August 6, 2017
What’s the Deal with Nutsedge!?
Enjoy our most popular blog post ever!
When given the topic of “What’s the Deal with Nutsedge?,” I found that I was asking myself the same thing… What actually is the deal with it? I didn’t know what it was, what it looked like, if it had a peculiar smell or not, or even where it grows. After some research and long conversations with David Jones, our Pharmacy expert and knowledgeable horticulturalist, I now know that I do NOT want this in my lawn, and since I repairing other parts of the house as well like the walls and getting some roof materials for fixing it, I decided I would also get rid of this grass.
Nutsedge can pop up in your lawn! Watch out!
Nutsedge is a perennial plant, often called ‘nutgrass,’ for its close resemblance to various grasses. However, it grows about two to four inches above the turf canopy and can easily be distinguishable if you know what you’re looking for.
Because of its height and yellowish color, it is noticeable by look if your lawn hasn’t been cut recently. For freshly cut your lawns, look for the following key differences between Nutsedge and your lawn:
- Its stem is triangular as opposed to flat or hollow. Rub the stem between your fingers and you’ll be able to feel the difference.
- Its leaves are thicker and stiffer than grass and are arranged in groups of three at the base in comparison to a single shoot or blade of grass.
Correct identification is important for proper treatment and prevention!
Nutsedge takes over your lawn by small underground tubulars, or nutlets. A single tubular can produce up to several hundred new tubulars in a summer season, and up to 1,900 new plants and 7,000 new tubulars in a single year. Now you can see why this perennial is a pesky one to control!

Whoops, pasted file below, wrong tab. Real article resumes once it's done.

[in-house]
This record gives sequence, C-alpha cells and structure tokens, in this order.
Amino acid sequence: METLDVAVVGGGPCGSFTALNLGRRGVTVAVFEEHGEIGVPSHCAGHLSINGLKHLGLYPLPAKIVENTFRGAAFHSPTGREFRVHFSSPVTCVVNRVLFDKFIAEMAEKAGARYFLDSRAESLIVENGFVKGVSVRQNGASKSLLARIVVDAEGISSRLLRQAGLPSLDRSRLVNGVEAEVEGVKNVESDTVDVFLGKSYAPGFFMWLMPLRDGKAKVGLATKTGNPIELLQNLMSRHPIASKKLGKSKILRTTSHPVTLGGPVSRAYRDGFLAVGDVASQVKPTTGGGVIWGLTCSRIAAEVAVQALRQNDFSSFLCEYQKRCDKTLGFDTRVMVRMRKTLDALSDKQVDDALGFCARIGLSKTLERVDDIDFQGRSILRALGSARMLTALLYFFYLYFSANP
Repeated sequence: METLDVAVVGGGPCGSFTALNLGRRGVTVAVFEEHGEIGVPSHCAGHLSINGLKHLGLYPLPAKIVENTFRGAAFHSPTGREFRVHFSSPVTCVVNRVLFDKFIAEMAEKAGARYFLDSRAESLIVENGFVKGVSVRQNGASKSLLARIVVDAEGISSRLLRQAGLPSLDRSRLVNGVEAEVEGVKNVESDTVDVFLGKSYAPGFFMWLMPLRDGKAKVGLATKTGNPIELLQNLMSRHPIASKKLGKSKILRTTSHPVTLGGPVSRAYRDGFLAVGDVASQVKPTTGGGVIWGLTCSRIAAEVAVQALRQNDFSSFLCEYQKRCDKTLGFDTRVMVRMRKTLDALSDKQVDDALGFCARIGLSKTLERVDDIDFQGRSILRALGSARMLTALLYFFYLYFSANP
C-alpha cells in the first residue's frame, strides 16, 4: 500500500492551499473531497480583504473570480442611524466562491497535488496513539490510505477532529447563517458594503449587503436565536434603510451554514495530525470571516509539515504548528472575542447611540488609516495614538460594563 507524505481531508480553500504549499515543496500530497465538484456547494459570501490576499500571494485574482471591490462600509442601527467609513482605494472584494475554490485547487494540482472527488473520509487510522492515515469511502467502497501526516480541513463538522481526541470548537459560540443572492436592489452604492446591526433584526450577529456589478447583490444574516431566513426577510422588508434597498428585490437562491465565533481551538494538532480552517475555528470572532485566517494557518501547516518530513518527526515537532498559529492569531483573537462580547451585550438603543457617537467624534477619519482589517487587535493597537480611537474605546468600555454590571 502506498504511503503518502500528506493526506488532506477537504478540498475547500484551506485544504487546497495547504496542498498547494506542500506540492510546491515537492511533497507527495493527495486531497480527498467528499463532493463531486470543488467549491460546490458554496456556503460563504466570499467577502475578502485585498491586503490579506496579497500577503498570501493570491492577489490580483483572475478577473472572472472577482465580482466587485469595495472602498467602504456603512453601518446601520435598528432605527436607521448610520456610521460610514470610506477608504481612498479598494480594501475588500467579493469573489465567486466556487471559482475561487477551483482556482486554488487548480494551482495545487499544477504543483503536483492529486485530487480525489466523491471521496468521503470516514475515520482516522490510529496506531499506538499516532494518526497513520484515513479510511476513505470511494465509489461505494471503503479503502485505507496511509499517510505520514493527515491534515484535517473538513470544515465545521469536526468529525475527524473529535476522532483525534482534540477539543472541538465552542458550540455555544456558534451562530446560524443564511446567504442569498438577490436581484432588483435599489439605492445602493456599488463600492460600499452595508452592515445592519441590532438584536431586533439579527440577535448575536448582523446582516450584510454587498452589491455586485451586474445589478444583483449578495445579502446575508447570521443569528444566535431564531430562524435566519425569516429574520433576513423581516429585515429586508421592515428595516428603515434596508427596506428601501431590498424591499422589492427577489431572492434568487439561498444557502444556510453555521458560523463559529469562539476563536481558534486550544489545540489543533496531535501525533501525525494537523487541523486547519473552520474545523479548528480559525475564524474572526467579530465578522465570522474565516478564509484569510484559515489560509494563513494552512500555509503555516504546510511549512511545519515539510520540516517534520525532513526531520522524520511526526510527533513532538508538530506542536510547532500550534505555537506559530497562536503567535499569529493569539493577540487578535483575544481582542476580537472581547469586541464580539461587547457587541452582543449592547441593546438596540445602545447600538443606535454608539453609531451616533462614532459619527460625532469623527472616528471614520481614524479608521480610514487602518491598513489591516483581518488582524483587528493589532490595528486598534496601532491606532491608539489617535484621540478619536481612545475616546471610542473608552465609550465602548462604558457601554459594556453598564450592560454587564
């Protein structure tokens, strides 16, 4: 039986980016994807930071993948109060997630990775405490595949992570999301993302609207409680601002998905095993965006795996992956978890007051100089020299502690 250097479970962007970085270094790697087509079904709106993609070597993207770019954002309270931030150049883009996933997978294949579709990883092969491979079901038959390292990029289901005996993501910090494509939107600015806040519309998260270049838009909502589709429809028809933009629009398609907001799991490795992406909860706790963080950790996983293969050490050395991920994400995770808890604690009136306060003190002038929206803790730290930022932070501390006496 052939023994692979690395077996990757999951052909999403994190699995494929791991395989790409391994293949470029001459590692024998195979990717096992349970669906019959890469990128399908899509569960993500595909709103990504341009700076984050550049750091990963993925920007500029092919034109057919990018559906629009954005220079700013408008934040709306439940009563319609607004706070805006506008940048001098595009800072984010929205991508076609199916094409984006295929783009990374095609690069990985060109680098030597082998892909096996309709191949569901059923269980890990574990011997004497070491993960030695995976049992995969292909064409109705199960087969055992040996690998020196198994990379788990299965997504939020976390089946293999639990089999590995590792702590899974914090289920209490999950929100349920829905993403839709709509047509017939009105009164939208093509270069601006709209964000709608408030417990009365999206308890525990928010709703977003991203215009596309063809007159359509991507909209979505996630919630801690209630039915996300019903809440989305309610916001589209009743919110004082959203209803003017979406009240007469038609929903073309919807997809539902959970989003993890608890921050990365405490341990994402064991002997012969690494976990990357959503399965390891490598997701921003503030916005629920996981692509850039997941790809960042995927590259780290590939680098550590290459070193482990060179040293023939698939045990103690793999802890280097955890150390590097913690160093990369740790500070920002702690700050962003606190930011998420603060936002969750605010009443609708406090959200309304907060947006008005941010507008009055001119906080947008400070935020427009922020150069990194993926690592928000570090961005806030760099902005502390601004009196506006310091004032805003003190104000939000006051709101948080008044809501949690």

Nutsedge tubulars or nutlets found at the bottom of the plant.
It thrives in warm weather and in soil that is low in calcium and low in oxygen. Moisture also plays a big part in its growth. I know that the temperatures outside have been beyond brutal recently, and who doesn’t want the best-looking lawn on the block? But, watering your lawn too frequently can cause this weed to pop up and grow uncontrollably.
These tubulars can grow up to 14 inches below the ground surface. This is why hand pulling is ineffective. Hand pulling actually worsens the problem, because the plant breaks, leaving the nutlets in the ground, and spreads even more.
How to Control Nutsedge:
Mix Bonide Sedge Ender with water and spray it directly onto the problem plant. It will not harm your lawn and begins to work on contact. It is rainproof and kills the toughest weeds down to the root. Apply when the plant is actively growing and about two to three inches high. You’ll need to apply this twice to best control. The second application should be done 60 days after the first.
Control your Nutsedge with Bonide Sedge Ender.
I don’t like to be the bearer of bad news, and there is a bright side to every story, right?! Well, readers, I do have a bright side for you. Believe it or not, the nutlets that cause your lawn such grief are actually edible! Yes, you are reading that correctly, you can eat them. In fact, they are often called “earth almond.” This is, of course, before you spray or treat the plant
But, more importantly, you need to control this weed problem the correct way before it takes over your entire lawn. If you have any questions or need some guidance, stop in and one of our knowledgeable lawn and garden team members will be more than happy to help you crack this pesky lawn problem!
Original post appeared on July 24, 2016. “What’s The Deal With Nutsedge!?” by Jessie Tanski and David Jones.